STUTTGART - Ferdinand 'Ferry' Porsche, who died last month at age 88, built a resilient, family-owned sports car company that has remained independent in an era when small carmakers are swallowed up by giants.
His father, the legendary Ferdinand Porsche Sr., designed the Volkswagen Beetle. But Ferry Porsche built the first Porsche-badged cars after World War II while his father was still held captive by the French.
Ferry Porsche served as chairman of the company's supervisory board until March 1990 and remained honorary chairman until his death.
Porsche died on 27 March in the Austrian mountain resort of Zell am See, where he bought a holiday home in the 1930s. He is survived by four sons, Ferdinand Alexander, Gerhard Anton, Wolfgang Heinz and Peter, and a sister, Louise Piech, mother of Volkswagen AG Chairman Ferdinand Piech. Ferdinand Alexander and Wolfgang are members of the supervisory board. His wife, Dorothea, died in 1985.
Ferry Porsche was born in Wiener Neustadt, Austria, on 19 September 1909, the same day his father drove an Austro-Daimler to a class victory in the Semmering mountain race in Germany.
He credited his technical ability and passion for cars to his father. As a youngster, Ferry Porsche accompanied him on weekend outings to the Austro-Daimler workshops. By age 10 Ferry was driving cars. At 12, he drove an Austro-Daimler Sascha in a race.
'I was born with the automobile,' he said. Porsche was 14 when his father became technical director at Daimler-Benz and moved the family to Stuttgart.
Porsche began working at his father's independent design office on the outskirts of Stuttgart from the day it was founded in April 1931.
The German automaker Auto Union appointed the Porsche firm to design a Grand Prix contender for 1933. The radical car was hailed as a breakthrough in racing circles with an unusual cab-forward driving position and a powerful 16-cylinder, supercharged engine located just behind the driver.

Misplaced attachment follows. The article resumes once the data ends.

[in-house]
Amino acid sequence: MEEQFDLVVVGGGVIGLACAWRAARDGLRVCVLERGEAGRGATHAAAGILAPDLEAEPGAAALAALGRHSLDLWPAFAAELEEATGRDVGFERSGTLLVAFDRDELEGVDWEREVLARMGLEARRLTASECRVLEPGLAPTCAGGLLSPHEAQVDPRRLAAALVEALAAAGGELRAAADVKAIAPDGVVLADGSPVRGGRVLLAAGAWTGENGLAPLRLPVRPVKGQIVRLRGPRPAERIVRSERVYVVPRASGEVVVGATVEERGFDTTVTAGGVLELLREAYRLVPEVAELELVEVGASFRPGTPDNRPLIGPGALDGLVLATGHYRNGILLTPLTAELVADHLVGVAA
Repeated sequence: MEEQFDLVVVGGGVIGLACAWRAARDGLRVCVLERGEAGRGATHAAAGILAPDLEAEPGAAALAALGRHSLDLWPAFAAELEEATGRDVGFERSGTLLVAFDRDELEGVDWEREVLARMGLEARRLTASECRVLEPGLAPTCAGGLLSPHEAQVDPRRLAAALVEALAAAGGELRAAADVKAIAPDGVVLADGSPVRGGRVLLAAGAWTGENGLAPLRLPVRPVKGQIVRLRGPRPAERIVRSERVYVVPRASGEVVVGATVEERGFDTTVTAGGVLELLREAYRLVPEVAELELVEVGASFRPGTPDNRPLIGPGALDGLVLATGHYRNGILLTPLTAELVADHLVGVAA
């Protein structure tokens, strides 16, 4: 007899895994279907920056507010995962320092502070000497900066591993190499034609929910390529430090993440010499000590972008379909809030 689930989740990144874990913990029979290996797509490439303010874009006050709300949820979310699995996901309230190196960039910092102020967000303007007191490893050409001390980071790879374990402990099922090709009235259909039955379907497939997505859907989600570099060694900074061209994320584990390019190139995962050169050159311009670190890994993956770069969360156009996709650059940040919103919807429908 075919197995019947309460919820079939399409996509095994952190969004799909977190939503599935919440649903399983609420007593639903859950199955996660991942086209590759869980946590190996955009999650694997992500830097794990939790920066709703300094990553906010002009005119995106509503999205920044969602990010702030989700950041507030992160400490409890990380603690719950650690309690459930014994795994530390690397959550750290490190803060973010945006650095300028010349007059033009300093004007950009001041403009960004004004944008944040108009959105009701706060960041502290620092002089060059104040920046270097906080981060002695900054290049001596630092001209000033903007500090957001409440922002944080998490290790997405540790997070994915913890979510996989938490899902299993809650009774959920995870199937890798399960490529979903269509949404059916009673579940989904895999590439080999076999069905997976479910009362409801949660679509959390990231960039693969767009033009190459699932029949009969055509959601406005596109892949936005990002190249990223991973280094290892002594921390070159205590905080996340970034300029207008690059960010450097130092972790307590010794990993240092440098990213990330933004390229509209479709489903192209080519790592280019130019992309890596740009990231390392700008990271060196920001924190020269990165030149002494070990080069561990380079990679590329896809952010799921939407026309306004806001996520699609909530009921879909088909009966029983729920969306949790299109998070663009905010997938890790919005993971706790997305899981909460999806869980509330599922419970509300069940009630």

Ferry helped engineer the new Auto Union and also did test driving, prompting his father to say, 'I have enough drivers, but only one son.'
On 12 October 1936 the engineering company rolled out the first prototype of the car that became the Beetle. In 1939, when his father was directing the construction of the Volkswagen plant in Wolfsburg, Ferry took over as managing director of the family business.
In 1945, after the war, Ferry Porsche and a handful of colleagues rebuilt the company from scratch.
The first Porsche
One of the first contracts was to design and develop the Cisitalia Grand Prix car - the first to use a mid-mounted engine and four-wheel drive. It took the automotive engineering world by storm and gave Ferry Porsche the stimulus to build his own sports car. He based the new model on the Beetle, practically the only car available at the time in Germany.
Porsche once said of his pet project: 'If I build a car that gives me satisfaction, then there must be others with the same sort of dreams who would be prepared to buy such a car.'
The development was partly funded by a production contract that gave the Porsche family a royalty on every Beetle produced in Wolfsburg.
In June 1948, the first car to bear the Porsche name rolled out of a factory in Gmund, Austria, where the company had resettled during the war. Called Type 356, it boasted a tubular space frame chassis, lightweight aluminum body and a rear-mounted 1.1-liter flat four Volkswagen engine from the Beetle.
Ferry Porsche returned the company to Stuttgart and began designing his own series of horizontally-opposed engines, the Carrera.
Ferry's father witnessed the start of Porsche as a sports car manufacturer before he died in 1951.
The follow-up to the 356, the Type 901, debuted in 1963. The new sports car was designed by Ferry's son Ferdinand Alexander 'Butzi' Porsche. The car was renamed 911 because Peugeot held rights to the name 901.
Porsche AG raised money on capital markets in 1972. Family members own 100 percent of the company's common shares and 13 percent of the preferred.
Sales of Porsche cars peaked in the mid-1980s, then faltered after the stock market crash of October 1987 and the rise of the German mark against the dollar. But the company has rebounded in recent years by raising efficiency and bringing out the Boxster and an all-new 911.
Reuters News Service contributed